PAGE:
THOMASTON, Maine — Football season is just underway, but don’t wait until the Super Bowl to bust out the good stuff. Impress your friends and neighbors this year with a gourmet game-day meal to match the Patriots’ winning record.

We asked Thomaston food blogger Malcolm Bedell, who knows a thing or two about killer wings, for help.

In February, he entered the “ Today” show’s chicken wing cook-off on NBC and took home the gold. His crispy, spicy and tangy Apricot-shellacked Ghost Chile Wings wowed a Food Network judge and were too fierce for host Matt Lauer to try.

His power play? Bhut Jolokia chile peppers.

“It was used by police in India for riot control and to keep stampeding elephants away from villages,” Bedell said in his country kitchen last week.

Using one of the hottest chiles in the world that has “no food use traditionally” intrigued the online marketing strategist, who cooks with his wife and fellow writer Jillian Bedell.

These food sleuths who have reviewed more than 150 Maine restaurants on their From Away blog and create tasty renditions of New England classics. The ghost chile has long held Malcolm’s interest.

“One of the things that we wanted to figure out is how to turn it into food. Putting it on chicken wings naturally seems like the right move. It does have some fruity notes once you get past the heat,” said Bedell.

Pairing the dangerous spice with apricot jam and kitchen staples, including ketchup, honey, garlic and butter, makes this game day snack an easy win. Bourbon and brown sugar smooth the edges. And no dipping sauce is required. Though Bedell admits he doesn’t watch much football, this meal is a touchdown no matter what’s on TV.

To attain the ultra-crispy quality that won Bedell bragging rights on the wing circuit, pat the chicken dry with a paper towel. Bedell does this several times while his sauces simmers.

“Have them as dry as you possibly can and drop ’em,” he said, slipping a few drumsticks into a bubbling pot of peanut oil.

And that’s the second tip.

“[Peanut oil achieves] a much higher temperature without burning, and that’s key to a crispy chicken wing,” Bedell said.

To replicate these glowing, honey-hued appetizers, don’t go into a poultry panic and hit the back roads for local birds. Bedell uses “big frozen, five-pound bags of party wings from the freezer section at the supermarket.”

“[They] have less meat on them, but I think that’s great. They have a better skin-to-meat ratio,” said Bedell, making them an ideal “vehicle for sauce.”

Despite besting two home chefs on national TV for his over-the-top recipe, Bedell says chicken wing mastery is not about lavish toppings.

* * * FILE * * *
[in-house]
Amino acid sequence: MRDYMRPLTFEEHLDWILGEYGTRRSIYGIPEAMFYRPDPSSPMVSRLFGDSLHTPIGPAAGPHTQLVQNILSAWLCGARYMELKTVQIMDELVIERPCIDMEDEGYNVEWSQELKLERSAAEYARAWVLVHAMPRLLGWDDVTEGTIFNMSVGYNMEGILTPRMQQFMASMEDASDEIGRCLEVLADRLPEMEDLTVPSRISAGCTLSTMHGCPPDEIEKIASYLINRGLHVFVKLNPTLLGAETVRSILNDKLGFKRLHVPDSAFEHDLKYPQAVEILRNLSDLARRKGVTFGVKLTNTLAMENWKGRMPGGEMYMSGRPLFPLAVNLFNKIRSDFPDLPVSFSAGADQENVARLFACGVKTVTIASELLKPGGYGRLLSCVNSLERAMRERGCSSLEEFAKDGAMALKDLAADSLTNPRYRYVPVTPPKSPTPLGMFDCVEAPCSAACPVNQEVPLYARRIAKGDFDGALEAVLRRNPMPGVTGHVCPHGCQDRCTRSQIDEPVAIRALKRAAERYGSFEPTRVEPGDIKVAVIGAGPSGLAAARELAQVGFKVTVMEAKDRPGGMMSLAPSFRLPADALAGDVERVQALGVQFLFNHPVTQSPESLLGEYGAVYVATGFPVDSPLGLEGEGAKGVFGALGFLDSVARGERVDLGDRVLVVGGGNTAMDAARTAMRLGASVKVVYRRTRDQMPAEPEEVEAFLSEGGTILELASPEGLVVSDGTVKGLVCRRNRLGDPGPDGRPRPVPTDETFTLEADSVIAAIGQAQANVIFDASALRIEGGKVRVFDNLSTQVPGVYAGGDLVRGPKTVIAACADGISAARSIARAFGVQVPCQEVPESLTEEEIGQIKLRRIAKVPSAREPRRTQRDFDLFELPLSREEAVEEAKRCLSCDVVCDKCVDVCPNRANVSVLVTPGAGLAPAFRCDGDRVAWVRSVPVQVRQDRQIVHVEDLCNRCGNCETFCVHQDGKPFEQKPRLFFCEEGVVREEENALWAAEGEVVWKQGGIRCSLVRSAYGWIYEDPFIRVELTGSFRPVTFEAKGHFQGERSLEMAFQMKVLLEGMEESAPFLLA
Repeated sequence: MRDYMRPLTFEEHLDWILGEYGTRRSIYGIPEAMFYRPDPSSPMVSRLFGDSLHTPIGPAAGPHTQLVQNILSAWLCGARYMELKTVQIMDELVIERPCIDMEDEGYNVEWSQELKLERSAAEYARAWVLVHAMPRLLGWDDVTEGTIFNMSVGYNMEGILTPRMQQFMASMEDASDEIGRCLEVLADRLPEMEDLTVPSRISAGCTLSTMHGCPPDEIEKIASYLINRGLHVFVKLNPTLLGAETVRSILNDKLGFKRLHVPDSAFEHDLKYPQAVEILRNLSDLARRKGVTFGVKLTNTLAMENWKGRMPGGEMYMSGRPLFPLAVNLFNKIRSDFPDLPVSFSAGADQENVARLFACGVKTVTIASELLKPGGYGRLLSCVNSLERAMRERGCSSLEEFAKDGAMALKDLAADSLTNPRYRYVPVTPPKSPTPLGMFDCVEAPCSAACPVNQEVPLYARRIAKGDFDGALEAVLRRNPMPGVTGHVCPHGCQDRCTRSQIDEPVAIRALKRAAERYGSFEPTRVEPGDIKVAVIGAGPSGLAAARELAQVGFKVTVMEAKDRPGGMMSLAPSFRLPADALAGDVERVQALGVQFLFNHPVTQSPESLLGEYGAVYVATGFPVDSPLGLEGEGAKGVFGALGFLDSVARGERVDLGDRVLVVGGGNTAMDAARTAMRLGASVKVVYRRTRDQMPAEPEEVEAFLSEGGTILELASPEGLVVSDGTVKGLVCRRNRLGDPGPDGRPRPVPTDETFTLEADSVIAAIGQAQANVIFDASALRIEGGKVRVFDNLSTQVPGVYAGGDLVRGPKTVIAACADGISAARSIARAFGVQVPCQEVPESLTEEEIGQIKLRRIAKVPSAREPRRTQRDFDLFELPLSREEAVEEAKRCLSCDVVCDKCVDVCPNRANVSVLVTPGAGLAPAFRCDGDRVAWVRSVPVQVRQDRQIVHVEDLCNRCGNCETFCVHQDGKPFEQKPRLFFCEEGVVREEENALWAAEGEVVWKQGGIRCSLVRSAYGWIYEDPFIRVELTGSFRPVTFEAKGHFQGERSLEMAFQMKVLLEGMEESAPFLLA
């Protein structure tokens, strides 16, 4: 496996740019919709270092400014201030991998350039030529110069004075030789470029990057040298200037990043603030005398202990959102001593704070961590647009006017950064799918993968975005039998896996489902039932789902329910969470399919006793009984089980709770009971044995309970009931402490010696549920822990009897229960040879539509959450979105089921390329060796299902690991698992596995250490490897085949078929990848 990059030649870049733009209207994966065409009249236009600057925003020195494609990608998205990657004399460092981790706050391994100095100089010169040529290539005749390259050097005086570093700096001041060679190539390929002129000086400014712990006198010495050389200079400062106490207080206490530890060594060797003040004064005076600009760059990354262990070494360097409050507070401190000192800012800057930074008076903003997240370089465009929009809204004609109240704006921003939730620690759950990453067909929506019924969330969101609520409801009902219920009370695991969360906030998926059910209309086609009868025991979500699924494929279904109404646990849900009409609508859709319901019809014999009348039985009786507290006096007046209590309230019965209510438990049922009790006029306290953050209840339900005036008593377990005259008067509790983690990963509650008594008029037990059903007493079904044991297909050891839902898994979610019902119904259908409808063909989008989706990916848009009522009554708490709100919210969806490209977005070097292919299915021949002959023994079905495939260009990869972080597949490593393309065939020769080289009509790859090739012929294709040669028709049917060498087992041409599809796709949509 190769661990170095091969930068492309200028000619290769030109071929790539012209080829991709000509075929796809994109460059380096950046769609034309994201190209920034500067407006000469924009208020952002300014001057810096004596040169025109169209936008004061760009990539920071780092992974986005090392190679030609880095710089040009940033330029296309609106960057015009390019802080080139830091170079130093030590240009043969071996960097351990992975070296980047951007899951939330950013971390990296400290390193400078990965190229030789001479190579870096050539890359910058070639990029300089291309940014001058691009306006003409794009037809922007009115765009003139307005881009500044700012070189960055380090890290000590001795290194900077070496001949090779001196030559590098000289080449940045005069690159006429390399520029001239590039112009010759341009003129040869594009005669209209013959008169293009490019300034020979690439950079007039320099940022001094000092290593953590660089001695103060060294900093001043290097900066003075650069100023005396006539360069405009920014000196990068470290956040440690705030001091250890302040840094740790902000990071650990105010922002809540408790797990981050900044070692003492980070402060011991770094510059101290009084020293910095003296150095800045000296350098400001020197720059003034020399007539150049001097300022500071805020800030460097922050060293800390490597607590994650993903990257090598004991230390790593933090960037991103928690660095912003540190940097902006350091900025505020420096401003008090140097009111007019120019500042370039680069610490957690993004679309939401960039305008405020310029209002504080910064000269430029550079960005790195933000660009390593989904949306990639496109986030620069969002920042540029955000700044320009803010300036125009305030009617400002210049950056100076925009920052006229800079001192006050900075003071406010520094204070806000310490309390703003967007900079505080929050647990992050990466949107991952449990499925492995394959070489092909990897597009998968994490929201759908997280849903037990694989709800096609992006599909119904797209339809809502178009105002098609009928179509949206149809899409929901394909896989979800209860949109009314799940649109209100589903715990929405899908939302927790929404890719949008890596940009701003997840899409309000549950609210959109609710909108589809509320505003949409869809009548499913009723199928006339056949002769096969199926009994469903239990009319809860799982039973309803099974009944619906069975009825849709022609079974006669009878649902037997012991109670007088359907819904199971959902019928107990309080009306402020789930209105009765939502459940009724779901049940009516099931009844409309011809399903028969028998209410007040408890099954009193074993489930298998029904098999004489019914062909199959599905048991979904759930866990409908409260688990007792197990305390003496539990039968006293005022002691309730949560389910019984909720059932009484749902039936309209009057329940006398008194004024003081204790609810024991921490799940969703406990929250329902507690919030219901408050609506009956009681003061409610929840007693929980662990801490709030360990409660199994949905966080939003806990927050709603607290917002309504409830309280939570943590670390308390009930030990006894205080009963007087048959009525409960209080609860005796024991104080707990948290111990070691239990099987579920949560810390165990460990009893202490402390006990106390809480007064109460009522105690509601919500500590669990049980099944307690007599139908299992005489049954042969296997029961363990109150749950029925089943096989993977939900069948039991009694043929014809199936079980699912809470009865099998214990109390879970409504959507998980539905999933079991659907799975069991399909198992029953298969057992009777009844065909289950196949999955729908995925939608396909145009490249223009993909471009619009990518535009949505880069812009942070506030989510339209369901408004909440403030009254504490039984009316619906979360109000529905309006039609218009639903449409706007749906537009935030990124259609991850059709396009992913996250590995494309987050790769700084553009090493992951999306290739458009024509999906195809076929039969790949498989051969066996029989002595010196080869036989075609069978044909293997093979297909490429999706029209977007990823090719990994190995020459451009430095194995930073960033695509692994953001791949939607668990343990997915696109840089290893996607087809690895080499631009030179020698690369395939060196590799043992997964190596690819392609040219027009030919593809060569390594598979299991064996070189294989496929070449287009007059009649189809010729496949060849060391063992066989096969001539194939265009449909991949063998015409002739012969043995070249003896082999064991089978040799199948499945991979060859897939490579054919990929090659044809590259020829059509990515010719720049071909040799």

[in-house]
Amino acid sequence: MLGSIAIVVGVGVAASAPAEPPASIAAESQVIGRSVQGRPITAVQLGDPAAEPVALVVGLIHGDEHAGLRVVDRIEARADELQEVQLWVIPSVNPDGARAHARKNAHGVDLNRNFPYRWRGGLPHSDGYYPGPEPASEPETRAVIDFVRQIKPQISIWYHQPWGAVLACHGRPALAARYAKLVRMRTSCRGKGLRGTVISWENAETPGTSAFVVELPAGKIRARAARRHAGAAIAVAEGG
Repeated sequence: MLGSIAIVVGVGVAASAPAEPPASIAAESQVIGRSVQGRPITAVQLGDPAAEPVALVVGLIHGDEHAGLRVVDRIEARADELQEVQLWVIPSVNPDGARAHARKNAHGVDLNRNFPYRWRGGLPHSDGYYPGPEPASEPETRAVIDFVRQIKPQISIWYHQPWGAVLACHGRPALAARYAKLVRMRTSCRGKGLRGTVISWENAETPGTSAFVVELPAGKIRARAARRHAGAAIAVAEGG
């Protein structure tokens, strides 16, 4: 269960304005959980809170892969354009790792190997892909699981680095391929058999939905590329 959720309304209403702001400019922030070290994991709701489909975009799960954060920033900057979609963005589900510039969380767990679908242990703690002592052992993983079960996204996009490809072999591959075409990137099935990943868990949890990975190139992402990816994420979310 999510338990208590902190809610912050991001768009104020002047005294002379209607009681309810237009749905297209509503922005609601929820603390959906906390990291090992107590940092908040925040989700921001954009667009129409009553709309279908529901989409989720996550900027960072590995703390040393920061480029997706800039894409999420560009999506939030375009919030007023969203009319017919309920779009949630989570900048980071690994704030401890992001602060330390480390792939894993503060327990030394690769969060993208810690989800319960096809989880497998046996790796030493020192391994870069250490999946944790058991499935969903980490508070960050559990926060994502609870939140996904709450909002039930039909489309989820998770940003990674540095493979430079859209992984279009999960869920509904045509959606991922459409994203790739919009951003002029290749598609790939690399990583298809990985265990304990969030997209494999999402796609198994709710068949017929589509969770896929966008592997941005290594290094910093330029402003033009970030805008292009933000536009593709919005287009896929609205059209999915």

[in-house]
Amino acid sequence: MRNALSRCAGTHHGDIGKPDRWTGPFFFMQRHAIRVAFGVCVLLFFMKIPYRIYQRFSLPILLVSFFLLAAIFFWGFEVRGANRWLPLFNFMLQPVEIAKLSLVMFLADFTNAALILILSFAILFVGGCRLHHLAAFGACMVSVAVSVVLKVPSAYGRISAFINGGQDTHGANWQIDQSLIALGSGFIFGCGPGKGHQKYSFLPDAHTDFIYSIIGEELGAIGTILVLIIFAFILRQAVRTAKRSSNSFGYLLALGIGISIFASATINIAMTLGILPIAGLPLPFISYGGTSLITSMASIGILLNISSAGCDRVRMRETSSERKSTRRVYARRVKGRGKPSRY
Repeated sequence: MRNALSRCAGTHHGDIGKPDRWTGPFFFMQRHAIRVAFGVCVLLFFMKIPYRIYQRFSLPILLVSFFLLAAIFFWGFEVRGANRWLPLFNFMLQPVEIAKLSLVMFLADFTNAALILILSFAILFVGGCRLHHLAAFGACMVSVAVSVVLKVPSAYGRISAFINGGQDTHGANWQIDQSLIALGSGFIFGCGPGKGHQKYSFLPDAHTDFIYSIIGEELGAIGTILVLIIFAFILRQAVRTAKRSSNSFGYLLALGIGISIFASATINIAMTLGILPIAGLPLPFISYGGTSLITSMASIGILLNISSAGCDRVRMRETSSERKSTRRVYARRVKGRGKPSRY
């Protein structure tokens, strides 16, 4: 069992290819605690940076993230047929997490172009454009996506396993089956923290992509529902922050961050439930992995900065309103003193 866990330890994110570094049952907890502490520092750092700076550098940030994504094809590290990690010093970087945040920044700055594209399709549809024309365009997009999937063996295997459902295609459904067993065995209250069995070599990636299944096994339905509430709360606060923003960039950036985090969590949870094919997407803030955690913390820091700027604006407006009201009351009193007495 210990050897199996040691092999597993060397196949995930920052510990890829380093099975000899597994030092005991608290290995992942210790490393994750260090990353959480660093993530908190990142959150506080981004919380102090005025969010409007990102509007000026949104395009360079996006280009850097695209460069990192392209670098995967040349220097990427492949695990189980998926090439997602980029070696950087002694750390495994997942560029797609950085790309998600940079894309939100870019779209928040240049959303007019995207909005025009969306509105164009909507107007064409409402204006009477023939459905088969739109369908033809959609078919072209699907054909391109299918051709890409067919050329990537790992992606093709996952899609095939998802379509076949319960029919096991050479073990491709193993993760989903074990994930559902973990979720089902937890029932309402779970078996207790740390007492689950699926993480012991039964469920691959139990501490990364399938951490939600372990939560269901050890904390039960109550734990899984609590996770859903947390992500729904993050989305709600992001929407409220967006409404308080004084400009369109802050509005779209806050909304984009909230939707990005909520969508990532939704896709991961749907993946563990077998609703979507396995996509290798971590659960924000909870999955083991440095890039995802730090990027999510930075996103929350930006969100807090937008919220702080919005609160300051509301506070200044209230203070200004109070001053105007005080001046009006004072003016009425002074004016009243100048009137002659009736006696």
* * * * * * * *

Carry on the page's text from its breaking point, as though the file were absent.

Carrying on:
“If you have a good chicken wing cooking technique, you don’t have to go for these crazy, spicy, fruity, exotic sauces,” he said. “You can work with any sauce you want if you get the wings right.”

Having said that, he knows the key ingredient to his telegenic treats will impress the manliest of men and extreme eaters alike.

“It’s something to boast about with your friends … ‘I’m cooking with what is essentially poison and I dare you to eat it,’” said Bedell. “I think when you try it, you’ll see we managed to make it edible.”

Indeed. After an hour laboring over the stove, dipping chicken wings into hot oil and coating the bird in sauce, Bedell’s wings are a sophisticated step up from pub fare.

He serves them with a glass of milk to soothe a guest’s throat, but it usually goes untouched. This is less five-alarm fire and more subtle savor of disparate flavors.

But eaters beware, Bedell’s wings are not one-and-done hors d’oeuvres.

“The first impression you get is sweetness and then this heat kind of creeps up from the back of your tongue,” said Bedell. “The only way to fix that is to take another bite and get sweet and then get back to hot and then sweet. There is this addictive quality that forces you to eat more and more and of them.”

One caveat when working with this chile powder (available online at sites like don’t put your face over the pot and inhale.

“Your eyes would tear up, your nervous system would shut down, your brain would explode,” Bedell said — only half-jokingly.

Such a reaction — similar to a rabid Pats fan during playoff season — has not happened to him.

“Even though these ghost chiles are insanely hot, they are not going to burn your mouth off and that is the trickiest part of this,” said Jillian Bedell. “Malcolm has found the right balance.”

Apricot-Shellacked Ghost Chile Chicken Wings

Makes approximately 3-4 dozen wings; Serves 4-6

3 tablespoons dark brown sugar

1 teaspoon honey

2 cloves garlic, minced

1 stick salted butter

½ cup ketchup

½ teaspoon ground Bhut Jolokia chile

1 cup apricot preserves

Pinch of salt

¼ cup bourbon

5 pounds chicken wing sections, room temperature and patted dry

Peanut oil, for frying chicken

In a small saucepan over medium heat, combine brown sugar, honey, garlic, butter, ketchup, chile, apricot preserves and salt. Bring to a boil, stirring almost constantly. Reduce heat to a simmer, add bourbon, and stir. Simmer until sauce reaches desired consistency, up to one hour.

Pat chicken wing sections until they are very dry. In a large saucepan over medium heat, bring peanut oil to 350 degrees. Working in batches, pat chicken wing sections until they are very dry, and add to hot oil. Fry wings, turning occasionally, until golden brown, about ten minutes per batch. Transfer to paper towels to drain.

When all wings are cooked, toss a few at a time in a bowl of the apricot ghost chile sauce to coat evenly. Serve with a glass of milk, just in case.

From the Bedells’ From Away blog.

Kathleen Pierce

A lifelong journalist with a deep curiosity for what's next. Interested in food, culture, trends and the thrill of a good scoop. BDN features reporter based in Portland since 2013.